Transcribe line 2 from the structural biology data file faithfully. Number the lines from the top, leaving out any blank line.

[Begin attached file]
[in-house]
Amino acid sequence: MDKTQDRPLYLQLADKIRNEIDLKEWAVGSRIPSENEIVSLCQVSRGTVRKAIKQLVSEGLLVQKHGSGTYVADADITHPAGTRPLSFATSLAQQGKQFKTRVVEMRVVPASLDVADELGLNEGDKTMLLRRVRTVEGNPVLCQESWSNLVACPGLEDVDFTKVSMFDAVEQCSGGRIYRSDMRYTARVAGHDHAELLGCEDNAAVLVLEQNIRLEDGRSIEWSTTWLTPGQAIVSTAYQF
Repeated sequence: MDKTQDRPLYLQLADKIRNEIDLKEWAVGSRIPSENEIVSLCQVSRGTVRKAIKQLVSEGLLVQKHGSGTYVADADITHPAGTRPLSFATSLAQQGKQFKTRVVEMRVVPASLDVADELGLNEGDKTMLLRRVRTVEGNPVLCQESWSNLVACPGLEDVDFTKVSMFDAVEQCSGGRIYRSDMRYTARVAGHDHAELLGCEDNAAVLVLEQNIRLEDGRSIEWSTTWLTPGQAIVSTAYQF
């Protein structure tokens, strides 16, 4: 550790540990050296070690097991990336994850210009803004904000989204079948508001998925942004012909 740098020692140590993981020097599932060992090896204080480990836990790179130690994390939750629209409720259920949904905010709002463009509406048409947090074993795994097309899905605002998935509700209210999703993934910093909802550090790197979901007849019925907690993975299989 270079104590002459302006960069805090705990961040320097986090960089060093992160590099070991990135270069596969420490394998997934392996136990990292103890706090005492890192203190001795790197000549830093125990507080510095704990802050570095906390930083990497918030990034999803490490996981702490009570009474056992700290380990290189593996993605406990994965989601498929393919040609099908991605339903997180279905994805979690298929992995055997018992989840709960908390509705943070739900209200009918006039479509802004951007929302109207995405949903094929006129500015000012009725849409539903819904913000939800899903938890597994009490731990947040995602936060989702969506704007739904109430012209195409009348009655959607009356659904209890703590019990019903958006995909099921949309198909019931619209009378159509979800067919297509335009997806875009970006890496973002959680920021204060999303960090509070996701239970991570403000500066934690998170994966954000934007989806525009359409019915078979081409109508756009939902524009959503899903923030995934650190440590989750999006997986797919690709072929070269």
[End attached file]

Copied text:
Amino acid sequence: MDKTQDRPLYLQLADKIRNEIDLKEWAVGSRIPSENEIVSLCQVSRGTVRKAIKQLVSEGLLVQKHGSGTYVADADITHPAGTRPLSFATSLAQQGKQFKTRVVEMRVVPASLDVADELGLNEGDKTMLLRRVRTVEGNPVLCQESWSNLVACPGLEDVDFTKVSMFDAVEQCSGGRIYRSDMRYTARVAGHDHAELLGCEDNAAVLVLEQNIRLEDGRSIEWSTTWLTPGQAIVSTAYQF